It doesn’t take much more effort or money to create a DIY firepit with a cover. Get the lowdown here at Addicted 2 DIY.
7. Retaining Wall Firepit
Retaining wall blocks are some of the most common materials used to build a firepit, although their intended purpose is to retain soil or water. Thanks to their large size and inexpensive cost, they are a popular choice for building a firepit if you have no other materials to work with. Learn how from Remodelaholic.
8. Professional Firepit
Some of us thrive off of the “DIY look”, but what if you are looking for something with a bit more of a polished look? Luckily for our wallets, it is actually possible to create a firepit by yourself that looks just as good as the ones that you could easily spend hundreds if not thousands of dollars on. This how-to guide from This Old House is not entirely different from the other tutorials on this list, but there is something about its precision that gives it the look of something you would find in a professional showroom.
9. Budget Firepit
Not all of us are concerned about our firepits looking like they are something out of a magazine. If you are just concerned with creating something functional for the cheapest price possible, then there are also options out there for you. In our research, one of the least expensive firepits that we came across can be achieved for not even $75. Check it out at HowChoo.
10. Tabletop Fire Bowl
And now for something a little different! When we think of firepits, we usually think of individuals sitting around an enclosure. However, there are other ways that you can enjoy a night by the fire — such as with a tabletop firepit!
A tabletop firepit is a lot like a traditional firepit, except smaller and — you guessed it —on a table. Despite their statue, they are still effective in providing heat and ambience. Here is an example from The Art of Doing Stuff that uses cheap materials, such as small rocks and metal mesh to create a stylish firepit that can be placed on a table.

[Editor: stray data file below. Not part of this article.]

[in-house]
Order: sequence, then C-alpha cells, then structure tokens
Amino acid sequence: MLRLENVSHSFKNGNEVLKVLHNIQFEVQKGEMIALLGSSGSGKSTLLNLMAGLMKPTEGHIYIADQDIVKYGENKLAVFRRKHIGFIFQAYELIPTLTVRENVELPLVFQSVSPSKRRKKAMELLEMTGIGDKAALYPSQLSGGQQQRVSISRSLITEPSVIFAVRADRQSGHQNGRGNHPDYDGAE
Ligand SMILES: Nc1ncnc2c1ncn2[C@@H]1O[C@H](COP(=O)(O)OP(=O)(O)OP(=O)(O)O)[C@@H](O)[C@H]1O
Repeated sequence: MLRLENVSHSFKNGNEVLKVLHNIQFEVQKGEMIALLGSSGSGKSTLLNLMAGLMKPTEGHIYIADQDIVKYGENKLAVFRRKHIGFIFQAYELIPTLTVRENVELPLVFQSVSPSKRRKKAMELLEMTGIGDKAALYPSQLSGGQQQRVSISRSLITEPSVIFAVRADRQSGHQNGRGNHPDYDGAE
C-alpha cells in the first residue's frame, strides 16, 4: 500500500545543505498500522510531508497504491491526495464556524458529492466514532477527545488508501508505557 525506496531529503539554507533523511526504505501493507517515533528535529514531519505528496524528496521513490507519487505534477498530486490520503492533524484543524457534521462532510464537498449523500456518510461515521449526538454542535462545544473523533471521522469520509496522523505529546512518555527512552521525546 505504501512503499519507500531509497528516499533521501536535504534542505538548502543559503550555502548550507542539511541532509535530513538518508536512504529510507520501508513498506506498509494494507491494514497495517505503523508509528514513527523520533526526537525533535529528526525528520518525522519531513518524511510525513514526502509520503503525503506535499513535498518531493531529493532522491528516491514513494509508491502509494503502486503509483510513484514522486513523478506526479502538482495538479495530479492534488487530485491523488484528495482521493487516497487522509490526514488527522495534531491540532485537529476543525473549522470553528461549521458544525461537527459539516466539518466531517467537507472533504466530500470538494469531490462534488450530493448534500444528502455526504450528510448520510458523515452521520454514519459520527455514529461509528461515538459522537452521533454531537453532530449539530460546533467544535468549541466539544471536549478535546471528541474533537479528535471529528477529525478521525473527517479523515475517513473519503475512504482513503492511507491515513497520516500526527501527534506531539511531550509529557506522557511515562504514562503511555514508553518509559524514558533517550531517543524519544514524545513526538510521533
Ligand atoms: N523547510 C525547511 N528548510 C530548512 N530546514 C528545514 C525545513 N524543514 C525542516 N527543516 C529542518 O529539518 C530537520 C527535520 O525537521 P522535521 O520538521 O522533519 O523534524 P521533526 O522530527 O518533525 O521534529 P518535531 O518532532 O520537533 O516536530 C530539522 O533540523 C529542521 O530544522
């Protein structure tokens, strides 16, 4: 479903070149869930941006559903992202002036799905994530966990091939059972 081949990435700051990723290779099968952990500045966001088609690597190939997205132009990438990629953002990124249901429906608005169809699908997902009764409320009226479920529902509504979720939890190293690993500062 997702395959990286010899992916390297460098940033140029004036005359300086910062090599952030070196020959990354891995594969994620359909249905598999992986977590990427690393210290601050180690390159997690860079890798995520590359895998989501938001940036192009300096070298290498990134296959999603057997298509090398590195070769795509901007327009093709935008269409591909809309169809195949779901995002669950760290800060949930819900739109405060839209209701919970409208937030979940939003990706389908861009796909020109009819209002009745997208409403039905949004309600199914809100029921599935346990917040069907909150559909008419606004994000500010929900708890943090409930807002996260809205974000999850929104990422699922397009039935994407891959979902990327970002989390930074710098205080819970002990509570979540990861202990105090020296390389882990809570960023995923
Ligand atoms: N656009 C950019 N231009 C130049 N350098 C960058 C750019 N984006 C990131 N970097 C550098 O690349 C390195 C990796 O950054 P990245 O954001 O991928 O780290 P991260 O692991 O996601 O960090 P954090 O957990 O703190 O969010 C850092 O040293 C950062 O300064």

11. Tree Ring Firepit
This creative take on a traditional firepit is a great option for anyone who lives in fire-sensitive areas who needs to carefully keep their flames enclosed at all times. This tutorial from Instructables.com uses tree rings to contain flames. And we don’t mean literal tree rings — that would be a fiery disaster. In this sense, tree rings are simply those concrete rings that you often see protecting city trees (hence the name).
12. Tabletop Firepit 2.0
We loved the first tabletop firepit idea that we came across that we decided to search around for a second one. Here is a creative idea from the Garden Glove that uses decorative rocks and ceramic bowls to create tabletop firepits that look like something you would see in a resort or a spa.
13. One Hour Firepit
The amount that it costs is one way to measure a firepit project, but how about the amount of time that it takes? Would building your own firepit seem less intimidating if you knew that it could be accomplished in less than an hour?
That’s the idea behind this tutorial from The Shabby Creek Cottage which walks you through swift steps that can result in a functional firepit in less than an hour.
14. Four Step Firepit
Okay, if you thought the one hour firepit was still too complicated, we are going to take it one step further. Four steps, actually! This creation from A Beautiful Mess can be mimicked in only four steps: outline the firepit, dig the firepit, fill the firepit, and build the firepit! A project this easy can be completed over the course of one afternoon.
15. Professional Looking Firepit 2.0
Here’s another DIY firepit idea that will look like it came straight off the display room’s shelves. This example from The Owner Builder Network uses a mosaic made from cap stone, and the result is a design that looks both unique and manufactured.